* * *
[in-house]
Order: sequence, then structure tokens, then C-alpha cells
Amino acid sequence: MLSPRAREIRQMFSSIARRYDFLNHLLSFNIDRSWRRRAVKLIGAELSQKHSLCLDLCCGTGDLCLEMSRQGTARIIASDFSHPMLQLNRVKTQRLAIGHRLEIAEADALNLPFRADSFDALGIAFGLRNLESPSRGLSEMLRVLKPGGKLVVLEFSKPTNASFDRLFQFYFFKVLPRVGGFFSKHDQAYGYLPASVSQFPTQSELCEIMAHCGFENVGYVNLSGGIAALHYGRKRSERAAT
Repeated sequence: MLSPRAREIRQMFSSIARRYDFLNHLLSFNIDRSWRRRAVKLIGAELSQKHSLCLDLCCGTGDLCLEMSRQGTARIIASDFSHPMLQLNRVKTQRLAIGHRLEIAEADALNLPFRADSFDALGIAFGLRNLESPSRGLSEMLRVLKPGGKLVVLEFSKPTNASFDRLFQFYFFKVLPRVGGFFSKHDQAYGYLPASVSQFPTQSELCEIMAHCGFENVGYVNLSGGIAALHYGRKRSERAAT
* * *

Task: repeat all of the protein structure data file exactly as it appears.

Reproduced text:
[in-house]
Order: sequence, then structure tokens, then C-alpha cells
Amino acid sequence: MLSPRAREIRQMFSSIARRYDFLNHLLSFNIDRSWRRRAVKLIGAELSQKHSLCLDLCCGTGDLCLEMSRQGTARIIASDFSHPMLQLNRVKTQRLAIGHRLEIAEADALNLPFRADSFDALGIAFGLRNLESPSRGLSEMLRVLKPGGKLVVLEFSKPTNASFDRLFQFYFFKVLPRVGGFFSKHDQAYGYLPASVSQFPTQSELCEIMAHCGFENVGYVNLSGGIAALHYGRKRSERAAT
Repeated sequence: MLSPRAREIRQMFSSIARRYDFLNHLLSFNIDRSWRRRAVKLIGAELSQKHSLCLDLCCGTGDLCLEMSRQGTARIIASDFSHPMLQLNRVKTQRLAIGHRLEIAEADALNLPFRADSFDALGIAFGLRNLESPSRGLSEMLRVLKPGGKLVVLEFSKPTNASFDRLFQFYFFKVLPRVGGFFSKHDQAYGYLPASVSQFPTQSELCEIMAHCGFENVGYVNLSGGIAALHYGRKRSERAAT